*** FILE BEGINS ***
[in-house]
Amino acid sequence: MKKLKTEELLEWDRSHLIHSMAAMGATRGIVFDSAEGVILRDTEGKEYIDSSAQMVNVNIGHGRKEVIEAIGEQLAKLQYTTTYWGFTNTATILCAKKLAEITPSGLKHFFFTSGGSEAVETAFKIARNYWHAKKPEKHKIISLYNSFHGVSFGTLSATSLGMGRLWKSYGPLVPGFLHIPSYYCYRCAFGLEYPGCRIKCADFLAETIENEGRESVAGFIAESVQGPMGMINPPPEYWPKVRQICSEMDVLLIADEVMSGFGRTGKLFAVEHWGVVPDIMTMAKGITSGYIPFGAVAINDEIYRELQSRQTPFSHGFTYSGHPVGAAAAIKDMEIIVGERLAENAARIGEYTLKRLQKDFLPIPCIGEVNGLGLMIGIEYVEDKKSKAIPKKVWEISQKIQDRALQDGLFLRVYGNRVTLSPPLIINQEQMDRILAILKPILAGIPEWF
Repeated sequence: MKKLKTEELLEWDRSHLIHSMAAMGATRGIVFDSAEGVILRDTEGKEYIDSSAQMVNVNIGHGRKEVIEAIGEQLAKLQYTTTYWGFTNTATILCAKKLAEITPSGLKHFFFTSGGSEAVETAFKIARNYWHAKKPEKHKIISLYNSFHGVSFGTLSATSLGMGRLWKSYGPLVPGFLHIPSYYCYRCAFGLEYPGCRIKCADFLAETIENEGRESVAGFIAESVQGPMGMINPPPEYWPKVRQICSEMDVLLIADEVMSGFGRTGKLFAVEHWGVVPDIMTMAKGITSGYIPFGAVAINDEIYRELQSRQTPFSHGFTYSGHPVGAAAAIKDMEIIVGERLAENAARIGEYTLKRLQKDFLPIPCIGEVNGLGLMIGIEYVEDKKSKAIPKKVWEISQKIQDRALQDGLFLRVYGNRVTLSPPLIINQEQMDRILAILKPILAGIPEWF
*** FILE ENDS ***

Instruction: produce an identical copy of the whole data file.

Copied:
[in-house]
Amino acid sequence: MKKLKTEELLEWDRSHLIHSMAAMGATRGIVFDSAEGVILRDTEGKEYIDSSAQMVNVNIGHGRKEVIEAIGEQLAKLQYTTTYWGFTNTATILCAKKLAEITPSGLKHFFFTSGGSEAVETAFKIARNYWHAKKPEKHKIISLYNSFHGVSFGTLSATSLGMGRLWKSYGPLVPGFLHIPSYYCYRCAFGLEYPGCRIKCADFLAETIENEGRESVAGFIAESVQGPMGMINPPPEYWPKVRQICSEMDVLLIADEVMSGFGRTGKLFAVEHWGVVPDIMTMAKGITSGYIPFGAVAINDEIYRELQSRQTPFSHGFTYSGHPVGAAAAIKDMEIIVGERLAENAARIGEYTLKRLQKDFLPIPCIGEVNGLGLMIGIEYVEDKKSKAIPKKVWEISQKIQDRALQDGLFLRVYGNRVTLSPPLIINQEQMDRILAILKPILAGIPEWF
Repeated sequence: MKKLKTEELLEWDRSHLIHSMAAMGATRGIVFDSAEGVILRDTEGKEYIDSSAQMVNVNIGHGRKEVIEAIGEQLAKLQYTTTYWGFTNTATILCAKKLAEITPSGLKHFFFTSGGSEAVETAFKIARNYWHAKKPEKHKIISLYNSFHGVSFGTLSATSLGMGRLWKSYGPLVPGFLHIPSYYCYRCAFGLEYPGCRIKCADFLAETIENEGRESVAGFIAESVQGPMGMINPPPEYWPKVRQICSEMDVLLIADEVMSGFGRTGKLFAVEHWGVVPDIMTMAKGITSGYIPFGAVAINDEIYRELQSRQTPFSHGFTYSGHPVGAAAAIKDMEIIVGERLAENAARIGEYTLKRLQKDFLPIPCIGEVNGLGLMIGIEYVEDKKSKAIPKKVWEISQKIQDRALQDGLFLRVYGNRVTLSPPLIINQEQMDRILAILKPILAGIPEWF